Snow is right around the corner and highway maintenance vehicles will be out. Above, snow removal equipment near Jaffray in the East Kootenay. Mainroad file

Snow is right around the corner and highway maintenance vehicles will be out. Above, snow removal equipment near Jaffray in the East Kootenay. Mainroad file

Focus on your winter driving skills as snowy weather approaches

Tips on winter driving from Shift Into Winter

Despite knowing it’s coming each year, the first significant snowfall seems to catch Kootenay drivers by surprise. The deadline for having winter tires on your vehicle passed on October 1, but there are other things the Shift Into Winter campaign advises you to do as well to keep yourself safe on winter roads.

The campaign is designed to raise awareness of the changing weather and driving conditions across B.C. and to remind drivers and employers to be prepared and plan ahead. It’s a joint provincial initiative supported by the Winter Driving Safety Alliance and managed by Road Safety at Work.

The Alliance offers the following tips for Kootenay drivers to help them stay safe on the road this winter:

• Prepare your vehicle by installing a set of four winter tires with the 3-peaked mountain and snowflake symbol.

“These tires offer the best traction on snow, ice, and in cold weather,” Louise Yako, spokesperson for the 13th annual campaign notes.

• Give your vehicle a pre-winter maintenance check-up every year

• Carry a winter driving emergency kit

• Check road conditions on DriveBC.ca before heading out.

“Is it safe for you to go?” Yako asks. “If possible, postpone your plans and avoid driving when road and weather conditions are poor.”

• Slow down to meet the road conditions. Keep at least four seconds between you and the vehicle in front.

“Give yourself plenty of room in situations where you may need to brake suddenly,” she says.

• Prepare yourself by knowing how to drive for the conditions before you get behind the wheel.

Know how to brake safely and get out of a skid. On slick roads, start slowly and accelerate gradually to maintain traction and avoid spinning your wheels. When stopping, plan well in advance, apply the brakes gently, and slowly add pressure. Avoid braking suddenly.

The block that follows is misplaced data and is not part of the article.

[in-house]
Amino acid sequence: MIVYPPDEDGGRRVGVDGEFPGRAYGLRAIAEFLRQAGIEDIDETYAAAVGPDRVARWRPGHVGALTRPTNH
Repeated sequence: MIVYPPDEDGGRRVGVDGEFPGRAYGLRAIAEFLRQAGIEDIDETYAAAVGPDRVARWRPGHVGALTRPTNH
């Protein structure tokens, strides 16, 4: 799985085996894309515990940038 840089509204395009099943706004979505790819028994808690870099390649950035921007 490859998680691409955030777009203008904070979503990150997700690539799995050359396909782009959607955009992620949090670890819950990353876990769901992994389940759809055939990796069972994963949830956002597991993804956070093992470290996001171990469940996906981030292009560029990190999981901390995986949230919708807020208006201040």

When driving look to where you want to go, this will help you to correctly steer your vehicle.

“You can’t predict how your vehicle, or another driver’s vehicle, will react in snow or on ice,” Yako said. “Think of it as building muscle memory: Your winter driving skills are rusty at the beginning of the season but you can commit them to memory by practicing them repeatedly as soon as wintry weather arrives.”

Use extreme caution and slow down when approaching highway maintenance equipment including plows, salt and sand trucks. Never pass on the right.

Shift Into Winter reminds us that winter driving more than doubles your risk of being in a motor vehicle crash.

“Winter is Mother Nature’s ultimate road test,” says Yako. “Winter conditions can change quickly in the Kootenays and push your driving skills to the limit.”

Winter roads can be dangerous due to snow, ice, rain, and fog. “Even the most experienced drivers are challenged by cold temperatures, slippery roads, and reduced visibility,” Yako says. “We want drivers in the Kootenays to shift into winter by preparing for winter driving before winter weather hits. The time to do that is now.”

In B.C., the average number of casualty crashes due to driving too fast for the conditions more than doubles from fall to early winter – to about 220 in December from about 99 in September, according to statistics on crashes reported to police from 2015 to 2019.

READ: Winter tires should be installed by next Friday, October 1

READ: Winter tires required on majority of B.C. highways until end of March



carolyn.grant@kimberleybulletin.com

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